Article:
Opening university doors online

(Edmonton) The University of Alberta keeps a keen eye on the horizon for teaching and learning innovations—and a website with strong links to technology innovator Google recently caught its attention.

U of A dean of science Jonathan Schaeffer likes what he’s seen so far at the open-access online learning site, Udacity.

“Udacity isn’t interested in the quantity of the courses it offers,” says Schaeffer. “They’re interested in the quality.”

Udacity was co-founded by Google executive and legendary innovator Sebastian Thrun. Schaeffer has invited Thrun to the U of A to talk about his creation and the future of MOOCs, massive open online courses.

Thrun has said that open-access learning will democratize education. Thrun has told the story about his first experience with open online learning as a professor at Stanford University. He wanted to reach more students than could possibly fit in his artificial-intelligence class, so he put the course online.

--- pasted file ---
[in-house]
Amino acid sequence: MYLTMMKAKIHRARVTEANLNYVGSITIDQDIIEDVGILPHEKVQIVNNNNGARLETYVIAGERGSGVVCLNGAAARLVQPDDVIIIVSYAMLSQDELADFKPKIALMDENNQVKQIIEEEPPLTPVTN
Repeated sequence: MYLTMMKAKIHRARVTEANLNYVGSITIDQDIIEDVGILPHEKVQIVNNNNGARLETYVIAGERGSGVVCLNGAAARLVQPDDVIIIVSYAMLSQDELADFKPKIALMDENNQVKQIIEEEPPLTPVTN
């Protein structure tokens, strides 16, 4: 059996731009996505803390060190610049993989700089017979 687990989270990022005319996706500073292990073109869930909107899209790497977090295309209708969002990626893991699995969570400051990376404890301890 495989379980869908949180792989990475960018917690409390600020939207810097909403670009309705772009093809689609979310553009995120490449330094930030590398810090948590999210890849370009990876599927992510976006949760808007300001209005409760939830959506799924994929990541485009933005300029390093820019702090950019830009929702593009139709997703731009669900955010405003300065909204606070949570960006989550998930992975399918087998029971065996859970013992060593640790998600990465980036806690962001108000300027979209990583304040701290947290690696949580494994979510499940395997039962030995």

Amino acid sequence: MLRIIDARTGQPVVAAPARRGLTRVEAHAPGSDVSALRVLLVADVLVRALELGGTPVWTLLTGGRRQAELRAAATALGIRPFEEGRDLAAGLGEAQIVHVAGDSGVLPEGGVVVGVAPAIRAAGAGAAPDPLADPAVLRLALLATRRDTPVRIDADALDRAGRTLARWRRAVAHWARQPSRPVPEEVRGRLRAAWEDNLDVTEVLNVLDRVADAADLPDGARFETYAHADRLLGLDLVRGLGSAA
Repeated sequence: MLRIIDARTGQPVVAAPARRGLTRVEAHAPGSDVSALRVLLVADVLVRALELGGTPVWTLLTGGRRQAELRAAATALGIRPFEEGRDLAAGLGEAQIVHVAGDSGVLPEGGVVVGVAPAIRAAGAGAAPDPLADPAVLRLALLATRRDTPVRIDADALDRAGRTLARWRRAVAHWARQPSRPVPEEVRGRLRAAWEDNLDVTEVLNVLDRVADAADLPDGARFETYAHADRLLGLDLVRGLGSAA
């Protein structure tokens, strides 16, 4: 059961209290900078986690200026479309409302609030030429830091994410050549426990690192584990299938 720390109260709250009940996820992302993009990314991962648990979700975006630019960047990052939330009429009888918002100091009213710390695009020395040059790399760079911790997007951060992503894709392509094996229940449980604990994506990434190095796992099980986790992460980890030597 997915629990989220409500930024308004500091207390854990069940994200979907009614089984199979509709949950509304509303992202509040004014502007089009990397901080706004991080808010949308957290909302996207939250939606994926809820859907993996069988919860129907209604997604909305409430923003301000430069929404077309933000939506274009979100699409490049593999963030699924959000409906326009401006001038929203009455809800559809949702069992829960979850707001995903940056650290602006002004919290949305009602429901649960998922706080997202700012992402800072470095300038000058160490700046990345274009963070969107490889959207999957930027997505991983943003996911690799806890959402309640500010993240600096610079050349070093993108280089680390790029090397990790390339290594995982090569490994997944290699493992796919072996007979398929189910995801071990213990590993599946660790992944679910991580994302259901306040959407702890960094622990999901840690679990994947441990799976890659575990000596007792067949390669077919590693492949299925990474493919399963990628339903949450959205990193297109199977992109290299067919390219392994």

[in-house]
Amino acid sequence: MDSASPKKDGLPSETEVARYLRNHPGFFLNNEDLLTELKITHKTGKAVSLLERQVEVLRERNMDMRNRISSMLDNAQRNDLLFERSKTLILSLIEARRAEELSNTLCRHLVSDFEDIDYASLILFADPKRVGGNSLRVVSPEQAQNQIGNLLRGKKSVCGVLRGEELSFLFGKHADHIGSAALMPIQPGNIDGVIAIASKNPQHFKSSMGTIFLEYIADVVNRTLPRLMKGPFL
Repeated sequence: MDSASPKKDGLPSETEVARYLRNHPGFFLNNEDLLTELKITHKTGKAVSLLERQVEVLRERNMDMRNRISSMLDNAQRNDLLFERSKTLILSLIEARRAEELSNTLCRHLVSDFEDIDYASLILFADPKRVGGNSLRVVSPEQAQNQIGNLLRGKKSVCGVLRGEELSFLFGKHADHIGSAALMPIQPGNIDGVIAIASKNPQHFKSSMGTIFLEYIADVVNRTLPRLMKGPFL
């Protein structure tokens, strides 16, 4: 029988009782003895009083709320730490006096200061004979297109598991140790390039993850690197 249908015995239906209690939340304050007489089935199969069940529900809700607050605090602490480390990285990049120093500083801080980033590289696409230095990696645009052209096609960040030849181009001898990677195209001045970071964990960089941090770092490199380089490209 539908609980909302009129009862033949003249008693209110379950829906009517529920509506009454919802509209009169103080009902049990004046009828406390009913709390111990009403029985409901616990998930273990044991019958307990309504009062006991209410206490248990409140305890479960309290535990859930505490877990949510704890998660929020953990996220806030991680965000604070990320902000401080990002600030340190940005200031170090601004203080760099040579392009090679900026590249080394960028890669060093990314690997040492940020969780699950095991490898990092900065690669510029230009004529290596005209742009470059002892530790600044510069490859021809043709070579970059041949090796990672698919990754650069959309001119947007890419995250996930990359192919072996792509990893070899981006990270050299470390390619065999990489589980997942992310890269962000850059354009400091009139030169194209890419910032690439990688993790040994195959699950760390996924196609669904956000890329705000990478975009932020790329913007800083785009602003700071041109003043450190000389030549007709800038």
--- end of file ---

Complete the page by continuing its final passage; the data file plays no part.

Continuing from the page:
Prospective students of Udacity’s advanced Artificial Intelligence class are welcomed by a smiling Thrun outlining the course content and telling them that after seven weeks they should be able to program their own self-driving car.

Thrun’s audience quickly expanded from 200 Stanford students to 160,000 worldwide.

There are several open online teaching sites now available, providing well over 100 courses, but Schaeffer appreciates that Udacity is taking its time, offering only 14 courses right now.

“When you move into the open-access, online world it’s not just a matter of recording a professor and throwing the video online,” said Schaeffer.

“The future is all in the online world and the U of A needs to move very aggressively if we’re seen to be leading-edge and relevant to the next generation of students,” he said.

With Schaeffer the online future for U of A could arrive next year.

“My target for the Faculty of Science is to have a strong presence in the online world for September 2013.”

Sebastian Thrun at the U of A

On Friday, Sept. 21, Sebastian Thrun will speak at the U of A about his experiences with massive open online courses and discuss some of their advantages and challenges. The event is at 3 p.m. in room 1-440 at the Centennial Centre for Interdisciplinary Science on the U of A’s North Campus.

The talk will also be webcast live.